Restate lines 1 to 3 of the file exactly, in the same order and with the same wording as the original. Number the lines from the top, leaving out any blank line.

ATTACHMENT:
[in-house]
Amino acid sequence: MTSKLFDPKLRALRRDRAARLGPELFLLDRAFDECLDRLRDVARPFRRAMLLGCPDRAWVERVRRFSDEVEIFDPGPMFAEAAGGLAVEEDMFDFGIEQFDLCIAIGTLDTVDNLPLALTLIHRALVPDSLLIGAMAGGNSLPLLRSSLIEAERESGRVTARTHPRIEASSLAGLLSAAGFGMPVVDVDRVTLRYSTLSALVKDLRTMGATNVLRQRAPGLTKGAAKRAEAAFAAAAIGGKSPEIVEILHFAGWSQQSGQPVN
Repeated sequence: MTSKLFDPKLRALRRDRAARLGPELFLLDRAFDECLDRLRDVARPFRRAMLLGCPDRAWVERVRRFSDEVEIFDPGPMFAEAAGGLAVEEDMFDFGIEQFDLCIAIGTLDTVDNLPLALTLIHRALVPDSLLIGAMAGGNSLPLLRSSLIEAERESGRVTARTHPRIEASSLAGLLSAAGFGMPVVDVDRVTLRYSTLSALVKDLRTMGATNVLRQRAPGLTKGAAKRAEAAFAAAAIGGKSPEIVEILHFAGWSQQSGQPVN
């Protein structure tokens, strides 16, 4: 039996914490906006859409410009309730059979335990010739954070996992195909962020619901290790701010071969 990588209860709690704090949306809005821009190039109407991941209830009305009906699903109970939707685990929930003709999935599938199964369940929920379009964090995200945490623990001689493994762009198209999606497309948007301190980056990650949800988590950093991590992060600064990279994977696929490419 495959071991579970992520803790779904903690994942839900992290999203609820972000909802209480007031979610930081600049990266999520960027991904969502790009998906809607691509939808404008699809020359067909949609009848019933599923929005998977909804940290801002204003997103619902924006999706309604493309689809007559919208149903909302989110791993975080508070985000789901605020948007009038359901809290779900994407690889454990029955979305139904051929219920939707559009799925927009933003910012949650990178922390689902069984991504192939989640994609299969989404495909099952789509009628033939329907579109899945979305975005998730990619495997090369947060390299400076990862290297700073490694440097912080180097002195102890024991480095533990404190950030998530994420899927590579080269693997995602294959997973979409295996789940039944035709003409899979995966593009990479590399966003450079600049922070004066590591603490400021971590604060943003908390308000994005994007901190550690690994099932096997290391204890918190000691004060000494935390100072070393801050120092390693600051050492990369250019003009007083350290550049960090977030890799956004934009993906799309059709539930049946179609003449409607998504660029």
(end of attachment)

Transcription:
[in-house]
Amino acid sequence: MTSKLFDPKLRALRRDRAARLGPELFLLDRAFDECLDRLRDVARPFRRAMLLGCPDRAWVERVRRFSDEVEIFDPGPMFAEAAGGLAVEEDMFDFGIEQFDLCIAIGTLDTVDNLPLALTLIHRALVPDSLLIGAMAGGNSLPLLRSSLIEAERESGRVTARTHPRIEASSLAGLLSAAGFGMPVVDVDRVTLRYSTLSALVKDLRTMGATNVLRQRAPGLTKGAAKRAEAAFAAAAIGGKSPEIVEILHFAGWSQQSGQPVN
Repeated sequence: MTSKLFDPKLRALRRDRAARLGPELFLLDRAFDECLDRLRDVARPFRRAMLLGCPDRAWVERVRRFSDEVEIFDPGPMFAEAAGGLAVEEDMFDFGIEQFDLCIAIGTLDTVDNLPLALTLIHRALVPDSLLIGAMAGGNSLPLLRSSLIEAERESGRVTARTHPRIEASSLAGLLSAAGFGMPVVDVDRVTLRYSTLSALVKDLRTMGATNVLRQRAPGLTKGAAKRAEAAFAAAAIGGKSPEIVEILHFAGWSQQSGQPVN